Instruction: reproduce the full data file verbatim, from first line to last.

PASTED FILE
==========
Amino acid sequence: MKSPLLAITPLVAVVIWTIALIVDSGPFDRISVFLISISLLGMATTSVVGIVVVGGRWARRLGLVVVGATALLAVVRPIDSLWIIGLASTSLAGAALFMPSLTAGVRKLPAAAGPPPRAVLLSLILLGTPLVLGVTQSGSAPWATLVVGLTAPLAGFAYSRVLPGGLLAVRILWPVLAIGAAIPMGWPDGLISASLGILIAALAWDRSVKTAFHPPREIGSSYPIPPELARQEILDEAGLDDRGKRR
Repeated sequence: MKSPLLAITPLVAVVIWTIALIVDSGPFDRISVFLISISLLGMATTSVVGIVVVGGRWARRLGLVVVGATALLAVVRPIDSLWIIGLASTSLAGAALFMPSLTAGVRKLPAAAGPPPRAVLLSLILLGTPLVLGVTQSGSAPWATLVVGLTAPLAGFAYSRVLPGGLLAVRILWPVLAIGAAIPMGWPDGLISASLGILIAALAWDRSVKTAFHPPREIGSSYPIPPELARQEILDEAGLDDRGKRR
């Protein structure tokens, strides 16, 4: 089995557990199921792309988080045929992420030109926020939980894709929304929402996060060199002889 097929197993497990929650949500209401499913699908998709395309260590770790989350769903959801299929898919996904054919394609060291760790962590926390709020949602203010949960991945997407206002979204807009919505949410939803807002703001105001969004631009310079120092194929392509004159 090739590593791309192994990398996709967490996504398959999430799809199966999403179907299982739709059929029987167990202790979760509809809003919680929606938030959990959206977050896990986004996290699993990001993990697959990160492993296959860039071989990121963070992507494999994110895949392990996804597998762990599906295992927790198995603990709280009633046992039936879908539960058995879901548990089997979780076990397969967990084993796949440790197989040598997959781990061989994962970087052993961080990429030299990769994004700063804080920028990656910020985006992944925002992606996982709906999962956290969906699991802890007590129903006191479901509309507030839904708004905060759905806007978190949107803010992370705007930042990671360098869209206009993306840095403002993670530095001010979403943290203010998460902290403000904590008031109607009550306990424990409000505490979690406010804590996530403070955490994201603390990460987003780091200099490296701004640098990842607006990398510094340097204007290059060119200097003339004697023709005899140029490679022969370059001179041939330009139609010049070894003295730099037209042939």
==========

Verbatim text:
Amino acid sequence: MKSPLLAITPLVAVVIWTIALIVDSGPFDRISVFLISISLLGMATTSVVGIVVVGGRWARRLGLVVVGATALLAVVRPIDSLWIIGLASTSLAGAALFMPSLTAGVRKLPAAAGPPPRAVLLSLILLGTPLVLGVTQSGSAPWATLVVGLTAPLAGFAYSRVLPGGLLAVRILWPVLAIGAAIPMGWPDGLISASLGILIAALAWDRSVKTAFHPPREIGSSYPIPPELARQEILDEAGLDDRGKRR
Repeated sequence: MKSPLLAITPLVAVVIWTIALIVDSGPFDRISVFLISISLLGMATTSVVGIVVVGGRWARRLGLVVVGATALLAVVRPIDSLWIIGLASTSLAGAALFMPSLTAGVRKLPAAAGPPPRAVLLSLILLGTPLVLGVTQSGSAPWATLVVGLTAPLAGFAYSRVLPGGLLAVRILWPVLAIGAAIPMGWPDGLISASLGILIAALAWDRSVKTAFHPPREIGSSYPIPPELARQEILDEAGLDDRGKRR
């Protein structure tokens, strides 16, 4: 089995557990199921792309988080045929992420030109926020939980894709929304929402996060060199002889 097929197993497990929650949500209401499913699908998709395309260590770790989350769903959801299929898919996904054919394609060291760790962590926390709020949602203010949960991945997407206002979204807009919505949410939803807002703001105001969004631009310079120092194929392509004159 090739590593791309192994990398996709967490996504398959999430799809199966999403179907299982739709059929029987167990202790979760509809809003919680929606938030959990959206977050896990986004996290699993990001993990697959990160492993296959860039071989990121963070992507494999994110895949392990996804597998762990599906295992927790198995603990709280009633046992039936879908539960058995879901548990089997979780076990397969967990084993796949440790197989040598997959781990061989994962970087052993961080990429030299990769994004700063804080920028990656910020985006992944925002992606996982709906999962956290969906699991802890007590129903006191479901509309507030839904708004905060759905806007978190949107803010992370705007930042990671360098869209206009993306840095403002993670530095001010979403943290203010998460902290403000904590008031109607009550306990424990409000505490979690406010804590996530403070955490994201603390990460987003780091200099490296701004640098990842607006990398510094340097204007290059060119200097003339004697023709005899140029490679022969370059001179041939330009139609010049070894003295730099037209042939």